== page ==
7 Ways Salesforce Helps Drive Business Process Improvement

Business process and technology. You really shouldn’t have one without the other because, when done right, they form a symbiotic

5 min. read

Business process and technology. You really shouldn’t have one without the other because, when done right, they form a symbiotic relationship. Like bees and flowering plants. Or millennials and avocado toast.

In a previous post, we mentioned how CRMs like Salesforce rely on defined business processes. Here, we discuss the other half of the relationship, how a process-driven platform like Salesforce can help you improve your core business processes.

Of course, multiple methodologies support business process improvement, such as Six Sigma or Lean Management. Aligning your business processes on Salesforce doesn’t preclude you from using any of these methodologies or force you to follow a specific one. Regardless of how you go about it, Salesforce as a tool helps you drive business process improvement in these 7 ways:

7 Ways Salesforce Helps With Business Process Improvement

1. Salesforce can speed up processes.

Any time you replace a manual process step with an automated one, the overall process speeds up. As an example, let’s take a look at a fictional sales process: When a deal is ready to quote, the sales rep needs to write up the quote, send to engineering for approval and then send to the customer. Manually, this process could take weeks of emailing back and forth, wading through different versions of a Word document.

With Salesforce, though, these communications and actions can be automated through the system, saving the rep, engineering and the customer time. Saved time leads to more efficient process cycles for any team on Salesforce. Leads generate faster, deals close quicker and customer issues are solved with less effort. That translates to more revenue, lower costs and happier customers.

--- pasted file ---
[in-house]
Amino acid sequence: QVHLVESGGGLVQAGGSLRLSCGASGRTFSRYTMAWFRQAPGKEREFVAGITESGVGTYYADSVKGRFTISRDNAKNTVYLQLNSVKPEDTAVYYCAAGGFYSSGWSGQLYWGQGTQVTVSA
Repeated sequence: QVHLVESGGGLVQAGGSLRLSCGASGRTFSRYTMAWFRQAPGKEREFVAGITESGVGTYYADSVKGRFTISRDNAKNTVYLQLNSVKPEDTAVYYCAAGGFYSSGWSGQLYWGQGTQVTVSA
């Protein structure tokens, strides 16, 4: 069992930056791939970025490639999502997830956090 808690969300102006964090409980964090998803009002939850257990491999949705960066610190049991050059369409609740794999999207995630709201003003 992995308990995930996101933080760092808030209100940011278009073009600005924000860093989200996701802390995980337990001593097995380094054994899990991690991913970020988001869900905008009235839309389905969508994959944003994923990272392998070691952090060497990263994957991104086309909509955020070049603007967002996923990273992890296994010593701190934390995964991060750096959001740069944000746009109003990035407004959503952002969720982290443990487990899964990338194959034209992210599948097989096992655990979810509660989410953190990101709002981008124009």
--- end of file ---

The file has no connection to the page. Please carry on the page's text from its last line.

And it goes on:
2. Salesforce can improve process accuracy.

This part may seem paradoxical because process speed and accuracy usually work against each other. You typically need to sacrifice one for the other. But Salesforce offers a rare opportunity to boost both.

Salesforce features like validation rules and approval processes allow you to ensure that your employees follow the correct protocols and collect the right data. Let’s take the example above: Your sales reps need engineering approval to send a quote to the customer, but with a manual process, they could try to railroad a quote through the most lenient engineer or just skip that step altogether. But with Salesforce, you can enforce when specific steps (like approvals) happen, specify who is involved and prevent the process from moving forward if these steps aren’t followed.


3. Salesforce increases process visibility.

When core business processes aren’t managed through a shared tool, too much information is stored in personal files. So it’s difficult for managers to know when people aren’t following the process until a mistake occurs and everyone starts pointing fingers.

A collaborative cloud platform like Salesforce, though, increases the visibility of all data and helps multiple employees and teams keep each other accountable when they share processes.

Example: Once an opportunity is won, it’s time to invoice the customer. If you give your finance team access to Salesforce, they can keep sales reps accountable for entering the information they need in the platform. They can even start working proactively to make sure reps are collecting billing details before the deal is won.